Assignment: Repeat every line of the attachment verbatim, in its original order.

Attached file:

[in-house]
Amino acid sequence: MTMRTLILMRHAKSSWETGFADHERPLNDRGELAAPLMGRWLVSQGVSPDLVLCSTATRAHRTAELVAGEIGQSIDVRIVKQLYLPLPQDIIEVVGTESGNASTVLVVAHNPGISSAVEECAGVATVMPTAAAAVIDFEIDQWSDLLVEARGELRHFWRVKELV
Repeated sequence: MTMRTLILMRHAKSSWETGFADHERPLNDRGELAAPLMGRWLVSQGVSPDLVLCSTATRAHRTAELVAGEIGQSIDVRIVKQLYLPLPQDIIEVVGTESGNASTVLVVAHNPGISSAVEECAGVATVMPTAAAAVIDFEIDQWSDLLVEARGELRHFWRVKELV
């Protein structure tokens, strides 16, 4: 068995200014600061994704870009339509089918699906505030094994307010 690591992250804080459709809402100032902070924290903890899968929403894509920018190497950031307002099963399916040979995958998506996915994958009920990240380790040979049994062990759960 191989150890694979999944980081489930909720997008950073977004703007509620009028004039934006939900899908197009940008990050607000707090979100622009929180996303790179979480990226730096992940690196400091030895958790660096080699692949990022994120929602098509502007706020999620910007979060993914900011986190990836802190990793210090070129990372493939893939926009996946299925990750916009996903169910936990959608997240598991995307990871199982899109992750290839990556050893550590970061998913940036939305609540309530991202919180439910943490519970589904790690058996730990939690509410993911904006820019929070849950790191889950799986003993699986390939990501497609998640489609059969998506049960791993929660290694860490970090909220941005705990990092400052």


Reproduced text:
[in-house]
Amino acid sequence: MTMRTLILMRHAKSSWETGFADHERPLNDRGELAAPLMGRWLVSQGVSPDLVLCSTATRAHRTAELVAGEIGQSIDVRIVKQLYLPLPQDIIEVVGTESGNASTVLVVAHNPGISSAVEECAGVATVMPTAAAAVIDFEIDQWSDLLVEARGELRHFWRVKELV
Repeated sequence: MTMRTLILMRHAKSSWETGFADHERPLNDRGELAAPLMGRWLVSQGVSPDLVLCSTATRAHRTAELVAGEIGQSIDVRIVKQLYLPLPQDIIEVVGTESGNASTVLVVAHNPGISSAVEECAGVATVMPTAAAAVIDFEIDQWSDLLVEARGELRHFWRVKELV
């Protein structure tokens, strides 16, 4: 068995200014600061994704870009339509089918699906505030094994307010 690591992250804080459709809402100032902070924290903890899968929403894509920018190497950031307002099963399916040979995958998506996915994958009920990240380790040979049994062990759960 191989150890694979999944980081489930909720997008950073977004703007509620009028004039934006939900899908197009940008990050607000707090979100622009929180996303790179979480990226730096992940690196400091030895958790660096080699692949990022994120929602098509502007706020999620910007979060993914900011986190990836802190990793210090070129990372493939893939926009996946299925990750916009996903169910936990959608997240598991995307990871199982899109992750290839990556050893550590970061998913940036939305609540309530991202919180439910943490519970589904790690058996730990939690509410993911904006820019929070849950790191889950799986003993699986390939990501497609998640489609059969998506049960791993929660290694860490970090909220941005705990990092400052």